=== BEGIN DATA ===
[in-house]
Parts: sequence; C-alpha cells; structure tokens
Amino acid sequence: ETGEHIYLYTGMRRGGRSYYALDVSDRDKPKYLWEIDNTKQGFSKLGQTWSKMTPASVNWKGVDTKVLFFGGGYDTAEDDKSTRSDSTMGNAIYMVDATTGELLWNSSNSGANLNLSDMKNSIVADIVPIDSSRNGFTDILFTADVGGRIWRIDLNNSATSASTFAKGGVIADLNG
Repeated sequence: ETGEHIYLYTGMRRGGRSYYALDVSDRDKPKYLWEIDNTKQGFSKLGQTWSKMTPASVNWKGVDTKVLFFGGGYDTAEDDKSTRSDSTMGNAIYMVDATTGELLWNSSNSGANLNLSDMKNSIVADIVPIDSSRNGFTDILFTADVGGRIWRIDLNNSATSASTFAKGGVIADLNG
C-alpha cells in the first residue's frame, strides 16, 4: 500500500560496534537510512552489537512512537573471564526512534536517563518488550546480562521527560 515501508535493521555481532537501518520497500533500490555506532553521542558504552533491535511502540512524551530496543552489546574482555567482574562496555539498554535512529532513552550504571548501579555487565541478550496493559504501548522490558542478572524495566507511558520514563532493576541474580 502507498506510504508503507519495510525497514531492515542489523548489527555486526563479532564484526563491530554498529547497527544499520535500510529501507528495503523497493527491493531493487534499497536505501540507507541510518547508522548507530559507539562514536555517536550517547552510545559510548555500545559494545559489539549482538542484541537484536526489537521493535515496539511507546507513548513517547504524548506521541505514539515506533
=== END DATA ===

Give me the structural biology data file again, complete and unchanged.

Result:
[in-house]
Parts: sequence; C-alpha cells; structure tokens
Amino acid sequence: ETGEHIYLYTGMRRGGRSYYALDVSDRDKPKYLWEIDNTKQGFSKLGQTWSKMTPASVNWKGVDTKVLFFGGGYDTAEDDKSTRSDSTMGNAIYMVDATTGELLWNSSNSGANLNLSDMKNSIVADIVPIDSSRNGFTDILFTADVGGRIWRIDLNNSATSASTFAKGGVIADLNG
Repeated sequence: ETGEHIYLYTGMRRGGRSYYALDVSDRDKPKYLWEIDNTKQGFSKLGQTWSKMTPASVNWKGVDTKVLFFGGGYDTAEDDKSTRSDSTMGNAIYMVDATTGELLWNSSNSGANLNLSDMKNSIVADIVPIDSSRNGFTDILFTADVGGRIWRIDLNNSATSASTFAKGGVIADLNG
C-alpha cells in the first residue's frame, strides 16, 4: 500500500560496534537510512552489537512512537573471564526512534536517563518488550546480562521527560 515501508535493521555481532537501518520497500533500490555506532553521542558504552533491535511502540512524551530496543552489546574482555567482574562496555539498554535512529532513552550504571548501579555487565541478550496493559504501548522490558542478572524495566507511558520514563532493576541474580 502507498506510504508503507519495510525497514531492515542489523548489527555486526563479532564484526563491530554498529547497527544499520535500510529501507528495503523497493527491493531493487534499497536505501540507507541510518547508522548507530559507539562514536555517536550517547552510545559510548555500545559494545559489539549482538542484541537484536526489537521493535515496539511507546507513548513517547504524548506521541505514539515506533